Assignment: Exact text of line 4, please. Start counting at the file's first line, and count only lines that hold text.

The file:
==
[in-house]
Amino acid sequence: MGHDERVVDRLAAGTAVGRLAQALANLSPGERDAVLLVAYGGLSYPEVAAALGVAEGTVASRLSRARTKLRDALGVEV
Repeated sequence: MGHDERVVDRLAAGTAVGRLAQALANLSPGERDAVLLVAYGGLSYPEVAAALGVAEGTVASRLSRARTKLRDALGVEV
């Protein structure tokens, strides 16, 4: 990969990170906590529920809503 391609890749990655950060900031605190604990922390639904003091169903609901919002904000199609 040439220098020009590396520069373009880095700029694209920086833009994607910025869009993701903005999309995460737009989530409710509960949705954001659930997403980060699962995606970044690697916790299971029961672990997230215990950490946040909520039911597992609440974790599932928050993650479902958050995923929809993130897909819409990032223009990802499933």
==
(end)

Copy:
């Protein structure tokens, strides 16, 4: 990969990170906590529920809503 391609890749990655950060900031605190604990922390639904003091169903609901919002904000199609 040439220098020009590396520069373009880095700029694209920086833009994607910025869009993701903005999309995460737009989530409710509960949705954001659930997403980060699962995606970044690697916790299971029961672990997230215990950490946040909520039911597992609440974790599932928050993650479902958050995923929809993130897909819409990032223009990802499933």